If you dream of a hidden, untamed land where earth, sea, and sky meet, where the earth’s soul dances in the playful, living fog, where artists lurk within salty sailors, and gentle curtains of waterfalls hang over islands of sheer, haughty rock – you have always dreamt of the Faroe Islands.
Trust me, there is a corner of this vast world where a tiny nation of poets and dreamers, farmers and sailors, musicians and artists awaits to beguile you with their storytelling, humor, and age-old Viking lust for living. Føroyar, or the Faroe Islands, is a cluster of 18 islands, treeless swells of land and soaring cliffs inhabited by vast colonies of birds. Home to around 50,000 people descended from the Norse and Celts, the Faroese are affable, master story-tellers, skilled seafarers, and weathered veterans of anything the sea and sky throws at them. They speak a language descended from the Vikings and related to Icelandic in a beguiling musical lilt.
The Faroese are fiercely proud of their sea-battered corner of the world. Strap on your hiking boots and strike out on age-old mountain paths, still marked by the stacked cairns of yesteryear. Ferry hop from island to island, from the soft, sun-soaked embrace of Suðuroy in the south to the thrusting, arrogant cliffs of Fugloy in the north. Dance to heart-thumping folk music at the local pub while sipping the velvety beer brewed in Klaksvík on a raucous Saturday night when the entire city of Tórshavn seems to be engulfed by a massive city party. Meander medieval alleys in Tinganes, the oldest neighborhood in Tórshavn, beneath the grass roofs that lend a Tolkienesque hue. Be prepared to be pleasantly kidnapped by the locals’ overwhelming hospitality.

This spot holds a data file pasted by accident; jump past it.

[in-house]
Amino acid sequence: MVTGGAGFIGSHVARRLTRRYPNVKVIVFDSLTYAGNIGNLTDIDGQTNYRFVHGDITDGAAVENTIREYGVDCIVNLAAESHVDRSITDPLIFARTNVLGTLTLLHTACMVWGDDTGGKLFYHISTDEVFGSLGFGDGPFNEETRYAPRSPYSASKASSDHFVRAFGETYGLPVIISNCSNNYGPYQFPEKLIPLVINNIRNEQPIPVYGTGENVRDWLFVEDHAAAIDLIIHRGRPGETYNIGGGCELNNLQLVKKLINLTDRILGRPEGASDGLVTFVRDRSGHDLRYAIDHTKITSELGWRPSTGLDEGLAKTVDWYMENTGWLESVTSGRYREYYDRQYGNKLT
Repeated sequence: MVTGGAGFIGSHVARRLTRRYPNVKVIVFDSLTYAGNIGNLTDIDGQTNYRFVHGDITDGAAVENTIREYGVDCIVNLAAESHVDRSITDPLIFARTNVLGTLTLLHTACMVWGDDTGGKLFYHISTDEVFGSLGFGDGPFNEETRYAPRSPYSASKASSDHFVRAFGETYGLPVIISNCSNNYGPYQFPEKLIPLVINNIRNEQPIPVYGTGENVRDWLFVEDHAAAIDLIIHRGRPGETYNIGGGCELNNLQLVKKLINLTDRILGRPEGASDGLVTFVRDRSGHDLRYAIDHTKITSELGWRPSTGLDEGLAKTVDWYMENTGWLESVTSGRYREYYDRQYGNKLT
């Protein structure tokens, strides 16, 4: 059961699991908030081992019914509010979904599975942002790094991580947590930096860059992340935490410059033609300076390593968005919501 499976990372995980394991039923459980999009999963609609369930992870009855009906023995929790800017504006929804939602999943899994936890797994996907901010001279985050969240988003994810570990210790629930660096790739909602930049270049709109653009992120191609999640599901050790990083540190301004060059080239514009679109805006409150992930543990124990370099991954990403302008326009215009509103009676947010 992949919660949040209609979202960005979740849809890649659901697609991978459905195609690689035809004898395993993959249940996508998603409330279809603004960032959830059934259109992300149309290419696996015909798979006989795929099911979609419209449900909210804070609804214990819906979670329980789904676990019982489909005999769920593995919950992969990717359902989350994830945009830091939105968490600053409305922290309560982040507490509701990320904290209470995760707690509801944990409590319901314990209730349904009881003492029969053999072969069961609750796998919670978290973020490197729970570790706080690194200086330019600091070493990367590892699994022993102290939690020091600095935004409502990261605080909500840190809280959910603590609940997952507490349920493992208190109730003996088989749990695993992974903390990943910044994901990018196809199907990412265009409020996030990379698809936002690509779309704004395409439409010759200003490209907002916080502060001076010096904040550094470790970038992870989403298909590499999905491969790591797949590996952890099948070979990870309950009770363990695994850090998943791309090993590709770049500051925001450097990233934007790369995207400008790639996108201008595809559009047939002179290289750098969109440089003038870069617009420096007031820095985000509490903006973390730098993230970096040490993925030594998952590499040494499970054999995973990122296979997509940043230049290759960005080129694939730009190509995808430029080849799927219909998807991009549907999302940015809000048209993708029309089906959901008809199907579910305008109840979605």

Most tourists encounter the Faroes as a brief stop on the Norrona car ferry as she plies the waters between Iceland and Denmark. Defy convention, step off the boat, explore beyond the capital city, and dare to stay a few days. The soul of Føroyar awaits you.
Blog Posts about the Faroe Islands:
- A David and Goliath Saga (Or Why I May Never Leave Torshavn), September 4, 2011
- Ferries and Helicopters: Just a Day in the Life, September 7, 2011
- Soul of the Faroes, September 8, 2011
- An Acquaintance with the Foggy Soul of the Faroes, October 28, 2011
- Lessons in Irony – Greenland, Iceland, and the Faroes with Fibromyalgia, November 7, 2011
- Photos of Northern Faroe Islands, November 19, 2011
- Lessons in Sane Living (An Ode to Fibromyalgia and the Faroe Islands), February 15, 2012
The Faroe Islands were first settled by Irish monks, hermits of devotion who relished isolation in the North Atlantic. Their solitude, alas, did not last long. The Vikings, known today for terrorizing Europe, raiding towns and monasteries lush with riches and disappearing swiftly out to sea, arrived a century later. But there was more to Norse society than rape and pillage. At their core, the Vikings were farmers. They developed a complex society, centered on farming and trade all across the North Atlantic. Highly skilled at ship-building and navigation, they expanded across the sea, as far west as Iceland and Greenland, even reaching Vinland in North America. Along the way, the Norse mingled and clashed with the fierce Celts while founding the trade centers of Dublin and York.
The Norse reached the Faroe Islands in the 8th century, establishing farming and fishing communities. Like the rest of the Viking world, they set up their own assembly of governance, called a thing, and converted to Christianity at the end of the 10th century, establishing the local bishop’s seat at Kirkjubøur. Always a small community, the Faroes came under the rule of the Norwegian, and later the Danish, crown. Denmark imposed a strict trade monopoly in 1709, which enriched the Danish merchants at the expense of the Faroese. The monopoly lasted until 1856.
Around the same time that the trade monopoly ended, Faroese nationalism emerged, influenced by students in Copenhagen who left the Faroes and encountered the nationalist movements spreading across Europe. They began to argue for an independent Faroese nation. Denmark officially incorporated the Faroes as a “county” of Denmark in 1849, further inflaming Faroese nationalist fervor. To combat the spreading use of Danish in trade, government, and education, the Faroese developed a written form of their language.